The five-minute mark came and went as the Jayhawk offense had been completely eclipsed by Iowa State’s momentum. Following Selden’s three-pointer with 10:36 on the clock, free throws were the only source of KU’s point production. More than nine minutes passed with the team’s only points from the line.
A Selden basket started it and a Selden basket ended it. The grueling lapse between Kansas field goals was broken up a scrappy Selden drive. Less than 90 seconds were on the clock when Selden hit the and-one free throw.
Despite everything, the game was tied at 63-63.
Now it was the Cyclones who did their work from the free throw line, going 7-for-8 in the final minute. Ignoring the dismal shooting numbers, Greene pulled up and nailed the three. The long ball pulled Kansas within two, 68-66, but the top-seed would get no closer. Iowa State claimed the title, 70-66.
NCAA Tournament Selection Sunday will air on CBS at 5 p.m. (Central) on March 15. The Jayhawks’ 25-consecutive NCAA tourney appearances is the longest active streak in the event.

KU STARTERS (Season/Career Starts):
So. G Frank Mason, III (34/37), So. G Wayne Selden, Jr. (34/69), Fr. G Kelly Oubre, Jr. (25/25), So. F Landen Lucas (12/12), Jr. F Perry Ellis (32/69)
SERIES INFO: Kansas leads, 177-62

ATTENDANCE: 19,075 (18,972 capacity)

  • Handed Kansas just its second loss in the Big 12 Championship title game, and its first since 2002 when falling to Oklahoma.
  • Made Kansas 26-8 on the season and 11-8 in games away from Allen Fieldhouse (5-6 in true road games and 6-2 on neutral floors).
  • Changed the Jayhawks’ record in the Big 12 Championship to 13-6 in conference tournament championship games (9-2 in the Big 12 era). Overall, KU’s record is now 68-26 in conference tournament play and 38-10 in the Big 12 Championship.
  • Dented Kansas’ record in Sprint Center to 27-6 all-time and 3-1 this season.
  • Moved Self to 351-77 while at Kansas, 33-11 in conference tournament action (24-6 while at KU in the Big 12 Championship) and 558-182 overall.
  • Made KU 2,152-830 all-time.


  • In regular-season play, Kansas has not been beaten twice by the same Big 12 opponent in the Bill Self era. When including the Big 12 Championship, Kansas has now been beaten by the same opponent twice in a season only twice in Self’s 12 years. The first against Texas (67-82, 2/23/04; 60-64, 3/13/04) and the second this season against Iowa State (81-86, 1/17/15; 66-70, 3/14/15).
  • KU’s 17-point blown lead (40-23) was the largest-blown lead in a loss since giving up a 20-point advantage against Arizona (1/25/03).
  • The 14-point halftime lead is the largest-blown halftime lead since KU started the keeping the record in the 1988-89 season. The previous was 13 (52-39) in that same Arizona contest.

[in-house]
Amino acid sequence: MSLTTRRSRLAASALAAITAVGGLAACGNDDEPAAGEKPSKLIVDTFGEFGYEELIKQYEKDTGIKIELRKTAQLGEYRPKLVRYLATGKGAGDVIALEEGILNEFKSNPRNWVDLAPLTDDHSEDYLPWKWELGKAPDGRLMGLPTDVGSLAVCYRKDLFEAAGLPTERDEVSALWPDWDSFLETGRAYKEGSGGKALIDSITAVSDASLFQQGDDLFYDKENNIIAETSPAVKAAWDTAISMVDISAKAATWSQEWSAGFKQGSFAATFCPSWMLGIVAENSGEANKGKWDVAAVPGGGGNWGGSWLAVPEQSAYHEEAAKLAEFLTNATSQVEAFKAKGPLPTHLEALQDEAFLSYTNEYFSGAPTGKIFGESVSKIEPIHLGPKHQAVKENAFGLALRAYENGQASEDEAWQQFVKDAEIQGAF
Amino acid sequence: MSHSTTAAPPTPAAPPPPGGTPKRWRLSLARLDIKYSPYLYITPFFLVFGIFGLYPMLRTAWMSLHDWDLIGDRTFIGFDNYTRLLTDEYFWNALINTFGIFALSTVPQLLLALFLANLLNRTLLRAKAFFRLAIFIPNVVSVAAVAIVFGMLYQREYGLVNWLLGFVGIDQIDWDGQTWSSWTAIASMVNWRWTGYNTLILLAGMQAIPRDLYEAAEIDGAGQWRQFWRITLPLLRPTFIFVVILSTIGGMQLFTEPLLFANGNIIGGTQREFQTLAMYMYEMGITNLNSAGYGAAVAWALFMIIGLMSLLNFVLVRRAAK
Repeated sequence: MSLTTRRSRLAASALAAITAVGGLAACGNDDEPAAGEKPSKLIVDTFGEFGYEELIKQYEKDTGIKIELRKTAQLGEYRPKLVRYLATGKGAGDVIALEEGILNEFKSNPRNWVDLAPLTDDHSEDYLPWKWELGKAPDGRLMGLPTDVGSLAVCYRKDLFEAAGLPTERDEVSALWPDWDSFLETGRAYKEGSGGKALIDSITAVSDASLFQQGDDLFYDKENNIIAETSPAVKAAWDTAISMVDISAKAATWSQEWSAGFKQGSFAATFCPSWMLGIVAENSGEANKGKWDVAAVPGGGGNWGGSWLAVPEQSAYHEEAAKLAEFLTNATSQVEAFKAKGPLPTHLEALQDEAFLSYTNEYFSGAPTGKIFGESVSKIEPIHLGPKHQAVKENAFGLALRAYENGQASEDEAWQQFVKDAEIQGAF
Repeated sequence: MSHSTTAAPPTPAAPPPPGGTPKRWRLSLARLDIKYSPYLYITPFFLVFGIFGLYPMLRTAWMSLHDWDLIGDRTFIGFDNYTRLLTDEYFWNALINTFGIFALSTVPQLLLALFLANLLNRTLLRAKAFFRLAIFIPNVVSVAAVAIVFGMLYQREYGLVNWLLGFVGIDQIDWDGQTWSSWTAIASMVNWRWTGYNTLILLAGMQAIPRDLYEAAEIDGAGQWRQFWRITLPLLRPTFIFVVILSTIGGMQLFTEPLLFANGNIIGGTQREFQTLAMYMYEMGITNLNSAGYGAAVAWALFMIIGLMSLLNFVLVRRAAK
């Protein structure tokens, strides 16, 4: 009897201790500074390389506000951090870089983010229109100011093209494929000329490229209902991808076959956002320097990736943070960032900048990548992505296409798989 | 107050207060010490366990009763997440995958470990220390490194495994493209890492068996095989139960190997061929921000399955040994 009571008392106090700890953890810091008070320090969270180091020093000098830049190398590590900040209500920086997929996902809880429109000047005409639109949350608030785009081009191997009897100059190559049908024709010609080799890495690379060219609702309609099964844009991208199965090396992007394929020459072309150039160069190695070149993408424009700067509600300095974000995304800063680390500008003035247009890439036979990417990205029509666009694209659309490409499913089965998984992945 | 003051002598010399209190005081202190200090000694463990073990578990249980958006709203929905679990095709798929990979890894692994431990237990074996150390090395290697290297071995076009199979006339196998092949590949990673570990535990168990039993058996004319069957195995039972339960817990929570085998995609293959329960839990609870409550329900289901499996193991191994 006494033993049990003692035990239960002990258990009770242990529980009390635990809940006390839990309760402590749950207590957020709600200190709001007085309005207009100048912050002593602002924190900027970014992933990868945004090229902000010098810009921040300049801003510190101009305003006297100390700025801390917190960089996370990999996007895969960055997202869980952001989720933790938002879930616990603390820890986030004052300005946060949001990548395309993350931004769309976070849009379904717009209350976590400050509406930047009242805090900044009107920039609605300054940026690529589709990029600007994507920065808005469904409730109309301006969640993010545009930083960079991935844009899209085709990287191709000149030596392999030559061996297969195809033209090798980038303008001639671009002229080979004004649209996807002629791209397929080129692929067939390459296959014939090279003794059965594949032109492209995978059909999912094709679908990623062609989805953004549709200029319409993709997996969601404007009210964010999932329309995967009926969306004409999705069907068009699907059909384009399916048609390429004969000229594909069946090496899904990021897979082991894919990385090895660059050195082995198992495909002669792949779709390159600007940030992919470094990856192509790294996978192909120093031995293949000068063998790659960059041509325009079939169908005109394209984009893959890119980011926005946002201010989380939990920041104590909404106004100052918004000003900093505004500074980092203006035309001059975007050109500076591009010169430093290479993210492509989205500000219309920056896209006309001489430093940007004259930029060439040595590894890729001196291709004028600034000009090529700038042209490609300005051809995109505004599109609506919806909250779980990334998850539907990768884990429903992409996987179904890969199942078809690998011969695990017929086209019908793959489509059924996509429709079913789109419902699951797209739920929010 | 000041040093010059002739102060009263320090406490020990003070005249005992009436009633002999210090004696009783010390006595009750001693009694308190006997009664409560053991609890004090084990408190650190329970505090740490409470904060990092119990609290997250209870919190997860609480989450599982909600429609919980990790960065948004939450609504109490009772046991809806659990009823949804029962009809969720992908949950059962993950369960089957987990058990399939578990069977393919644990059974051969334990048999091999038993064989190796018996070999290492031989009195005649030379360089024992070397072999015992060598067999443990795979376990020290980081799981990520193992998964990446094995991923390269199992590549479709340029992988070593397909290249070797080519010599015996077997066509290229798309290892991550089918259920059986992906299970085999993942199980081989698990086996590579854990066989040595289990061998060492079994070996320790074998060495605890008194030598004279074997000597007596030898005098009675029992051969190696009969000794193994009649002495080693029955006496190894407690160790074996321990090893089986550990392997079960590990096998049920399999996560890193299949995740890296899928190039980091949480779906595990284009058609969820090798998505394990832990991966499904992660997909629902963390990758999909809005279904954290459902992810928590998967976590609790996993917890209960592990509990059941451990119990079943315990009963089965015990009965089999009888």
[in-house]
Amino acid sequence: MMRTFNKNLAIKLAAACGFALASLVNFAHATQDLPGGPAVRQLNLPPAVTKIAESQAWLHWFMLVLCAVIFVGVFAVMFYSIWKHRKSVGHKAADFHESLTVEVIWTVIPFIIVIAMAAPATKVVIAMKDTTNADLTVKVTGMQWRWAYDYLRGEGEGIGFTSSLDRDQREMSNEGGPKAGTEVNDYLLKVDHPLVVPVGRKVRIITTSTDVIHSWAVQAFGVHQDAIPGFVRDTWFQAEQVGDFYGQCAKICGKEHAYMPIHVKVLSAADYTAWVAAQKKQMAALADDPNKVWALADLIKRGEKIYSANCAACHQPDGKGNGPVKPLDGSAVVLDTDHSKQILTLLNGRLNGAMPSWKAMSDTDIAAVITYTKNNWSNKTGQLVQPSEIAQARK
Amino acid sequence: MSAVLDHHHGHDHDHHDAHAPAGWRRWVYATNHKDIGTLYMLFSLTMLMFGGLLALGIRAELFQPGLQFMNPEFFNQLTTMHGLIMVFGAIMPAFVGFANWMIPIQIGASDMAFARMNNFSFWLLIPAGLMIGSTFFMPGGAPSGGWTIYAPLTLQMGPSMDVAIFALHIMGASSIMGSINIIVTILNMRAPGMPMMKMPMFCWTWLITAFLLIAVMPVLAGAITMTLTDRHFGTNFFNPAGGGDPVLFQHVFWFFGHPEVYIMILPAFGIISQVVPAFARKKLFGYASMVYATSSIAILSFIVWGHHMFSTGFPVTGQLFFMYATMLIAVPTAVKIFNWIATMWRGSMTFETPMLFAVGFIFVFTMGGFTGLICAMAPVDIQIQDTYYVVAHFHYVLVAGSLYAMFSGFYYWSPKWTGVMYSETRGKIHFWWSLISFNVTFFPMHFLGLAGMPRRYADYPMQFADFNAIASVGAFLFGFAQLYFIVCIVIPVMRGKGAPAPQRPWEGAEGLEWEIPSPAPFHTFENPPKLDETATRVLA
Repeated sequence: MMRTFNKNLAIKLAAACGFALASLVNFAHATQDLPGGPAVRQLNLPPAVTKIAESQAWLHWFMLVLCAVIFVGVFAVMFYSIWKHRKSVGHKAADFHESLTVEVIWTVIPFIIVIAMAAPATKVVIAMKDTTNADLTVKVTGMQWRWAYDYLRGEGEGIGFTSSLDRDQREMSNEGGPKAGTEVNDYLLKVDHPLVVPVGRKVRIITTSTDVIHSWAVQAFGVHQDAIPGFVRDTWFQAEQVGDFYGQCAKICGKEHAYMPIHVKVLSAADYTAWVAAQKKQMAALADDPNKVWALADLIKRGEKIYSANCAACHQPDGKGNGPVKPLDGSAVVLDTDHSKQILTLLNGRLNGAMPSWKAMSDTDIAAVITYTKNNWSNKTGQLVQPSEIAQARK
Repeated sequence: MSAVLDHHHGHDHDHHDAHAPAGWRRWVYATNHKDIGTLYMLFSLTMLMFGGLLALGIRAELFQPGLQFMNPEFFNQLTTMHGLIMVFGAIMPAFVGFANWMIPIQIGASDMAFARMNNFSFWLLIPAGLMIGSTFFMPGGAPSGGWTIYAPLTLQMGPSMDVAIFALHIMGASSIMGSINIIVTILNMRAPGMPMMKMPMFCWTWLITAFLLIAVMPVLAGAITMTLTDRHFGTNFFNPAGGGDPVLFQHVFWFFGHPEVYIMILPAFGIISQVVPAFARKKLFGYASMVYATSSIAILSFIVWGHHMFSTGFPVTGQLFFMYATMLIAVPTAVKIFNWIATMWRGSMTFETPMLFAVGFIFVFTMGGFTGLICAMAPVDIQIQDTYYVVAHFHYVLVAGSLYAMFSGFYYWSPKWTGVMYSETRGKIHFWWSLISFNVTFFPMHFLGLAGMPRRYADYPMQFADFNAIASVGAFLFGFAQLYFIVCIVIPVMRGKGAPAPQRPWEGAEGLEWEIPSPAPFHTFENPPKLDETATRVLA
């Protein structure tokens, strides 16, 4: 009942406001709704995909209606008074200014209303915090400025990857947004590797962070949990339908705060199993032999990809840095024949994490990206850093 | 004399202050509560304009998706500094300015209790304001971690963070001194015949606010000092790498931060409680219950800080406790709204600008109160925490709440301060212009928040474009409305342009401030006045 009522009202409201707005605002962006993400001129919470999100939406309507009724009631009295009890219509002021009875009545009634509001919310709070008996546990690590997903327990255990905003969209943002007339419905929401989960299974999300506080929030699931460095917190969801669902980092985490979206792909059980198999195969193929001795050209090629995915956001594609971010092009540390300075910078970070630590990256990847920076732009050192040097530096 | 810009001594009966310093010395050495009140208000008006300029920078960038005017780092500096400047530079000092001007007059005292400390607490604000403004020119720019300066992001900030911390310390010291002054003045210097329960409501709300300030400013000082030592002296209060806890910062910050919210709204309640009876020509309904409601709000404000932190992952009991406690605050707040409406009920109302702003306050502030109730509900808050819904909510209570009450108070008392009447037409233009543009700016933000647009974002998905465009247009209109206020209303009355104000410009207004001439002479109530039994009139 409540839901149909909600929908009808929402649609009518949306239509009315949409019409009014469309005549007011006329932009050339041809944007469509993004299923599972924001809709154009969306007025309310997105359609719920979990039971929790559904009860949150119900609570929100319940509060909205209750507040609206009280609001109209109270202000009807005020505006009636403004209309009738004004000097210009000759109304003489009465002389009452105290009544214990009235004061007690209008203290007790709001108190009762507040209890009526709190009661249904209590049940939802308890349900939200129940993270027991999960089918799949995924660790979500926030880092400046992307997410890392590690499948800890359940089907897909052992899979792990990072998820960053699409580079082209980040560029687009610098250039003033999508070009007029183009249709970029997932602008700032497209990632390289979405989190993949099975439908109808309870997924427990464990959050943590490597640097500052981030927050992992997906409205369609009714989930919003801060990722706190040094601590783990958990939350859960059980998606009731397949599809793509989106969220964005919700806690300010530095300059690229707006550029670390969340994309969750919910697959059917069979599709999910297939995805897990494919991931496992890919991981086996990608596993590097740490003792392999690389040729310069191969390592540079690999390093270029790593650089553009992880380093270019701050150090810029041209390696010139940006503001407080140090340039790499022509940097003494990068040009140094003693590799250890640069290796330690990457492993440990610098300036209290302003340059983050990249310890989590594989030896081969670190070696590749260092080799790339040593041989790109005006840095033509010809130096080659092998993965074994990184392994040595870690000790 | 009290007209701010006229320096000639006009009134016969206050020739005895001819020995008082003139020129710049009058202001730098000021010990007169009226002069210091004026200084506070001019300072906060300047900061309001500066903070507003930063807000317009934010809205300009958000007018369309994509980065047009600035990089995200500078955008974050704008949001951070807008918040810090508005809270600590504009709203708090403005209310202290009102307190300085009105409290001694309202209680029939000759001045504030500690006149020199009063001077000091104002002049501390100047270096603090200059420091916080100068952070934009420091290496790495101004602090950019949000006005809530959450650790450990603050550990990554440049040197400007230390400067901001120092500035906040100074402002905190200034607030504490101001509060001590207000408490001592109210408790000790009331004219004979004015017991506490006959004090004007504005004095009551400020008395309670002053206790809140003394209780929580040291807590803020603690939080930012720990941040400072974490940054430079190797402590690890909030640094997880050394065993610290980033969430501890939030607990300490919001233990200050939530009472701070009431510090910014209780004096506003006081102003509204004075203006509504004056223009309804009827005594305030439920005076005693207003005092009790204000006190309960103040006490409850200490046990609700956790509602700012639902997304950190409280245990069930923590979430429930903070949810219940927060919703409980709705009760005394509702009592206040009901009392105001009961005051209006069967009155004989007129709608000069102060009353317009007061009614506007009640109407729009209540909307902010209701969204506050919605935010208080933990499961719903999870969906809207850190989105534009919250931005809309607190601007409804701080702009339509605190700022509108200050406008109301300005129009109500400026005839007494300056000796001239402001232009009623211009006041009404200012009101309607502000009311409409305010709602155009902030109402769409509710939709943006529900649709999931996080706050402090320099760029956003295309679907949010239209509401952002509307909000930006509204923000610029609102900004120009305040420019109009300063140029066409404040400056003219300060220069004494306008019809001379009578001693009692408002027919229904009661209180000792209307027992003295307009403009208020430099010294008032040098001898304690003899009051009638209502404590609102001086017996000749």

• KU’s 37-23 halftime lead was Iowa State’s second-largest deficit of the season. Its largest was a 37-18 hole against Oklahoma, which the Cyclones also came all the way to win. In fact, Iowa State had been down by double-figures in each of its last five games and recorded comeback victories in all of them.
  • With eight minutes remaining, Iowa State tied the game, 51-51, and claimed the advantage by the seven-minute mark.
  • From 10:35 to 1:30 in the second half, the Jayhawks scored just nine points – all of which came from the free throw line. The Jayhawks went a solid nine minutes without a field goal.
  • For the first time since the Texas Tech game (2/10/15), five different Jayhawks hit a three-pointer.
  • KU was outrebounded (34-37) for the 11th time this season and is 7-4 in those games.
  • Kansas is now 19-2 when leading at halftime in 2014-15.


  • Sophomore G Wayne Selden, Jr., became the first Jayhawk since Wayne Simien in 2005 to post two 20-plus point efforts in the Big 12 Championship with 20 points against Baylor and a career-high 25 points against Iowa State.
  • Sophomore G Wayne Selden, Jr., was 0-for-16 from three in his last seven games, but he knocked down about the longest two-pointers possible with back-to-back makes from the top of the key in the first half.
  • Selden also hit his first three-pointer in seven games, snapping an 0-for-16 spell. His 43 three-pointers this season move him into ninth place on KU’s all-time threes in a season list, passing Andrew Wiggins.
  • That’s the fourth time this year that Selden has crossed the 20-point mark and seventh time in his career.
  • Selden’s 8-for-8 efficiency from the free throw line was a career-best.
  • Junior F Perry Ellis scored seven points, putting him 40th on KU’s all-time career scoring list (1,131), passing Wayne Hightower (1,128). His nine rebounds on Saturday gives him 602 for his career, tying him with Brandon Rush for 28th all-time at Kansas.
  • Redshirt junior F Hunter Mickelson recorded KU’s lone block on Saturday. He is the only Jayhawk with blocks in each of the last six games. The official online source for Kansas Athletics, Williams Education Fund contributions, tickets, merchandise, multimedia, photos and much, much more.